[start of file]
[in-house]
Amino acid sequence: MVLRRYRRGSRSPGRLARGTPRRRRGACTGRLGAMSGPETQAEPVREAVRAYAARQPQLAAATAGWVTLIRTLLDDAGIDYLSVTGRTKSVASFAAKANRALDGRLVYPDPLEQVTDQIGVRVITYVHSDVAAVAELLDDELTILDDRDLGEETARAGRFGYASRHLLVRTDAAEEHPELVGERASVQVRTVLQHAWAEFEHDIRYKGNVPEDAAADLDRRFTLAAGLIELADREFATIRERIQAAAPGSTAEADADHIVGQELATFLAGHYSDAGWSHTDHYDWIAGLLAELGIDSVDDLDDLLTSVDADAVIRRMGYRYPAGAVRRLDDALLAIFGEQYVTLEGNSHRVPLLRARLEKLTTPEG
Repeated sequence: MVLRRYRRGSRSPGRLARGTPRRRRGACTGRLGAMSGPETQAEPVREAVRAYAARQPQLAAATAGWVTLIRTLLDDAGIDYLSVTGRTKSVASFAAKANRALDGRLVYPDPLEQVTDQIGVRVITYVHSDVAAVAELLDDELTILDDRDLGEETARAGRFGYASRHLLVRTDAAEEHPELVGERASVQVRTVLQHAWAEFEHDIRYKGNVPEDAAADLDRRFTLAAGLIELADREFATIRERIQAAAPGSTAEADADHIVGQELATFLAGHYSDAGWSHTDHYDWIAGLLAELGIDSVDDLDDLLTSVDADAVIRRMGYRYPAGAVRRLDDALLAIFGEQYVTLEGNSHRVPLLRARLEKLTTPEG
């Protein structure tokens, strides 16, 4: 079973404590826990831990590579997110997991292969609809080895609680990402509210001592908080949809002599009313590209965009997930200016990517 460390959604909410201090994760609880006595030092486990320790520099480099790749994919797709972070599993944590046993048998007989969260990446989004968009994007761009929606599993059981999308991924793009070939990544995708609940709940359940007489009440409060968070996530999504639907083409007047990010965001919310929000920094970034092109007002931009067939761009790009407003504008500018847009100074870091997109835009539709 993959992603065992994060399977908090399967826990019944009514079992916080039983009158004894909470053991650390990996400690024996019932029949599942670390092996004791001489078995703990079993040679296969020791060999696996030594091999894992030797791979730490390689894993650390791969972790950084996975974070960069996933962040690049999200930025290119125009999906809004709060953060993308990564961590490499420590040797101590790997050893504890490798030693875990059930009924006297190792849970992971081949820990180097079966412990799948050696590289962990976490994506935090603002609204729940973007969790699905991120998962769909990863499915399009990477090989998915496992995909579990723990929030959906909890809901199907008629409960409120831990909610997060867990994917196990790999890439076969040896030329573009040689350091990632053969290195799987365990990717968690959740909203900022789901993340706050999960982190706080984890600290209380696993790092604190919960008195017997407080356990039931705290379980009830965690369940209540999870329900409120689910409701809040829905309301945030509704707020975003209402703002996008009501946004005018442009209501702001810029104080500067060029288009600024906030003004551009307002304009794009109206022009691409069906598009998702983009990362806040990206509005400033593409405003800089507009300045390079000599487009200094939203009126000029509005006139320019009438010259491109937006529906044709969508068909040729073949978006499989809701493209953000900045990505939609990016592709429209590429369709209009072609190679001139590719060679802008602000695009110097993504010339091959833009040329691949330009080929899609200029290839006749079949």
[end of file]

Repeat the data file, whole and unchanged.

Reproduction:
[in-house]
Amino acid sequence: MVLRRYRRGSRSPGRLARGTPRRRRGACTGRLGAMSGPETQAEPVREAVRAYAARQPQLAAATAGWVTLIRTLLDDAGIDYLSVTGRTKSVASFAAKANRALDGRLVYPDPLEQVTDQIGVRVITYVHSDVAAVAELLDDELTILDDRDLGEETARAGRFGYASRHLLVRTDAAEEHPELVGERASVQVRTVLQHAWAEFEHDIRYKGNVPEDAAADLDRRFTLAAGLIELADREFATIRERIQAAAPGSTAEADADHIVGQELATFLAGHYSDAGWSHTDHYDWIAGLLAELGIDSVDDLDDLLTSVDADAVIRRMGYRYPAGAVRRLDDALLAIFGEQYVTLEGNSHRVPLLRARLEKLTTPEG
Repeated sequence: MVLRRYRRGSRSPGRLARGTPRRRRGACTGRLGAMSGPETQAEPVREAVRAYAARQPQLAAATAGWVTLIRTLLDDAGIDYLSVTGRTKSVASFAAKANRALDGRLVYPDPLEQVTDQIGVRVITYVHSDVAAVAELLDDELTILDDRDLGEETARAGRFGYASRHLLVRTDAAEEHPELVGERASVQVRTVLQHAWAEFEHDIRYKGNVPEDAAADLDRRFTLAAGLIELADREFATIRERIQAAAPGSTAEADADHIVGQELATFLAGHYSDAGWSHTDHYDWIAGLLAELGIDSVDDLDDLLTSVDADAVIRRMGYRYPAGAVRRLDDALLAIFGEQYVTLEGNSHRVPLLRARLEKLTTPEG
């Protein structure tokens, strides 16, 4: 079973404590826990831990590579997110997991292969609809080895609680990402509210001592908080949809002599009313590209965009997930200016990517 460390959604909410201090994760609880006595030092486990320790520099480099790749994919797709972070599993944590046993048998007989969260990446989004968009994007761009929606599993059981999308991924793009070939990544995708609940709940359940007489009440409060968070996530999504639907083409007047990010965001919310929000920094970034092109007002931009067939761009790009407003504008500018847009100074870091997109835009539709 993959992603065992994060399977908090399967826990019944009514079992916080039983009158004894909470053991650390990996400690024996019932029949599942670390092996004791001489078995703990079993040679296969020791060999696996030594091999894992030797791979730490390689894993650390791969972790950084996975974070960069996933962040690049999200930025290119125009999906809004709060953060993308990564961590490499420590040797101590790997050893504890490798030693875990059930009924006297190792849970992971081949820990180097079966412990799948050696590289962990976490994506935090603002609204729940973007969790699905991120998962769909990863499915399009990477090989998915496992995909579990723990929030959906909890809901199907008629409960409120831990909610997060867990994917196990790999890439076969040896030329573009040689350091990632053969290195799987365990990717968690959740909203900022789901993340706050999960982190706080984890600290209380696993790092604190919960008195017997407080356990039931705290379980009830965690369940209540999870329900409120689910409701809040829905309301945030509704707020975003209402703002996008009501946004005018442009209501702001810029104080500067060029288009600024906030003004551009307002304009794009109206022009691409069906598009998702983009990362806040990206509005400033593409405003800089507009300045390079000599487009200094939203009126000029509005006139320019009438010259491109937006529906044709969508068909040729073949978006499989809701493209953000900045990505939609990016592709429209590429369709209009072609190679001139590719060679802008602000695009110097993504010339091959833009040329691949330009080929899609200029290839006749079949």